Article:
November is COPD Awareness Month. COPD afflicts millions of Americans and affects their ability to work, engage in activities, and overall quality of life. COPD is caused by a variety of factors, including smoking, work environments, and a variety of respiratory or lung diseases.
Chronic obstructive pulmonary disease, more commonly known as COPD, is a condition that may drastically reduce a person's ability not only to breathe properly, but also to engage in many types of activities. COPD can affect a person's ability to walk, push or pull, reach for items, carry anything, or (in severe cases) even speak.
A person can apply for Social Security Disability benefits when diagnosed with COPD as long as they follow the five-step process that qualifies them for such benefits.
Five-Step Social Security Disability Insurance Qualification Process
In order to qualify for disability when diagnosed with COPD, individuals need to go through a five-step process. The first part of the process determines whether an individual is already working or engaged in any type of gainful activity or employment. If you earn more than $1,000 a month as an employee, you will likely be disqualified from Social Security Disability benefits.
The next part of the process is for the Social Security Administration to determine that your disability is severe enough to drastically reduce or limit your ability to perform daily living activities. Such activities can include walking, standing, carrying an object or responding to simple instructions or carrying out work duties.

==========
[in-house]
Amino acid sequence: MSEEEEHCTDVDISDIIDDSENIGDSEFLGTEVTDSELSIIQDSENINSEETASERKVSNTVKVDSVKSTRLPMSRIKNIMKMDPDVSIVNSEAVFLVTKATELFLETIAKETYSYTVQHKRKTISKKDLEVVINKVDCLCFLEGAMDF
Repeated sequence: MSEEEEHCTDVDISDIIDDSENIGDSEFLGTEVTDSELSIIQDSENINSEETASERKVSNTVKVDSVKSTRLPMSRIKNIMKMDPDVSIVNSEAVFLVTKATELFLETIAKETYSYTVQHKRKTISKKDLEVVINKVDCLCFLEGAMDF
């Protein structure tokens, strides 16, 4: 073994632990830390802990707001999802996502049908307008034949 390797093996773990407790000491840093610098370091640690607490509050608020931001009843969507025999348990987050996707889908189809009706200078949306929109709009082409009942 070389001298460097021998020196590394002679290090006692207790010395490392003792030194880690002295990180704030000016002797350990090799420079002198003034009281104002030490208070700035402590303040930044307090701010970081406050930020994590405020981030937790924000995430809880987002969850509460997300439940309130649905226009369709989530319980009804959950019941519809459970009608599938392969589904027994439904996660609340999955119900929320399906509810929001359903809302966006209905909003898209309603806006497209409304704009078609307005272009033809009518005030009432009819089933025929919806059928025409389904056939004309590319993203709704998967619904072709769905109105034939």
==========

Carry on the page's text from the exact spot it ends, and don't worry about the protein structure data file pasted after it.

Your medical records will be evaluated to determine the category of your impairment, which may include but are not limited to undergoing specific pulmonary function tests to measure the severity of your impairment. Your complete medical records and test results will be requested for this process.
The Social Security Administration will also engage in research to determine whether an individual can do work he or she has performed in the past, despite their diagnosis of COPD. If such a case is determined, benefits will be denied.
The last stage of the process involves a review of a person's age, mental and physical condition and work experience. The Social Security Administration takes other factors under consideration as well, including the ability of a person to engage in sedentary work. For example, an ability to perform sedentary work with a maximum lift of 10 pounds, an ability to sit for six hours, or walk or stand up to two hours during an eight-hour day might disqualify someone from receiving benefits from the Social Security Administration.
Certain criteria may also determine that a person who has been unable to perform a job in the last 15 years will more than likely be deemed disabled. Psychological impairments that prevent an individual from undertaking unskilled work or simple tasks is also be considered disabled and will likely qualify for Social Security Disability payments.
For more information regarding guidelines for qualifying for Social Security Disability Insurance benefits when diagnosed with COPD, you may wish to contact a disability attorney to review your Social Security Disability case.